The EDS detector does not have any inherent focusing properties. However, there is an optimal working distance that allows the maximum number of X-rays to enter the EDS detector. This is entirely a geometric effect and reflects the limitation of solid angle entering the EDS detector electron trap.
In this graph Cu Kα signal was measured from Cu foil as a function of working distance. The count rates per nA are quite small given that the EDS detector was operated at only 10% dead time. There is an obvious plateau around 15 mm. Previously the EDS detector was optimized for a working distance of 10 mm. This optimal working distance was lowered slightly to allow for larger EDS elemental maps. Clearly there is little significant change in signal over a large range of working distance from 12 mm to 18 mm.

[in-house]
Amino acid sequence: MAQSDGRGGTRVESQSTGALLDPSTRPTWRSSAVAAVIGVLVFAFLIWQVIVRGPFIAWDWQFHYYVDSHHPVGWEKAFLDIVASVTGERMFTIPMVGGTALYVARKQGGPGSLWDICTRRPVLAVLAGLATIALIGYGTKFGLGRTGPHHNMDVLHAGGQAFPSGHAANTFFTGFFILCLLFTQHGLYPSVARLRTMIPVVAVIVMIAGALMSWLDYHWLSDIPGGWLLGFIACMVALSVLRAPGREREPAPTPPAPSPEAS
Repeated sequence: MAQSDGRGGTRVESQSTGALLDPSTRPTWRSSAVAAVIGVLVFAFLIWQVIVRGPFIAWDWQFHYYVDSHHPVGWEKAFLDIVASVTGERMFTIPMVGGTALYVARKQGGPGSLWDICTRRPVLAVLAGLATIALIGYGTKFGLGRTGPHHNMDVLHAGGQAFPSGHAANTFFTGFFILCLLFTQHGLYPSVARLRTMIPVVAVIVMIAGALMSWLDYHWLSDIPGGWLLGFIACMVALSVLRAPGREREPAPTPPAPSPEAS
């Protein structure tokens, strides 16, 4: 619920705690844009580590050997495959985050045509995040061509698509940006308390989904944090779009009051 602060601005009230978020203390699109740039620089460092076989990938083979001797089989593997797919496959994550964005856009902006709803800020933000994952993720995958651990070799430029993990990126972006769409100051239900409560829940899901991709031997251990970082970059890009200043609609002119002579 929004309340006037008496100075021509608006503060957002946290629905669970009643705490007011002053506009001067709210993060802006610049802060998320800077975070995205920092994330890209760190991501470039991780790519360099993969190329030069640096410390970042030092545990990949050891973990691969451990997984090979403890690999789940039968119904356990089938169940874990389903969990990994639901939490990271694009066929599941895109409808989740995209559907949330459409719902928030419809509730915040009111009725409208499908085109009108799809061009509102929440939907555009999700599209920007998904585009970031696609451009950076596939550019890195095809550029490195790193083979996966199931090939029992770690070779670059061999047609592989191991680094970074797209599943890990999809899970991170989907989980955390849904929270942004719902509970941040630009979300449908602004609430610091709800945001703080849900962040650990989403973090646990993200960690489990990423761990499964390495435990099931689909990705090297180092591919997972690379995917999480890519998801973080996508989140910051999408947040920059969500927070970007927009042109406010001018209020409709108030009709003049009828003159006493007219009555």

It should be noted that this does slightly change the effective take-off angle, ψ, of X-rays leaving the sample-- by about 1.5°. This does have a slight impact on quantitation where the A or absorption correction is a function of the cscψ. The differential effect on the A-correction factor is no more than 3.5%. In general, in standardless quant this is of little concern, but for those doing quant with standards, working at a working distance of 10-12 mm is recommended.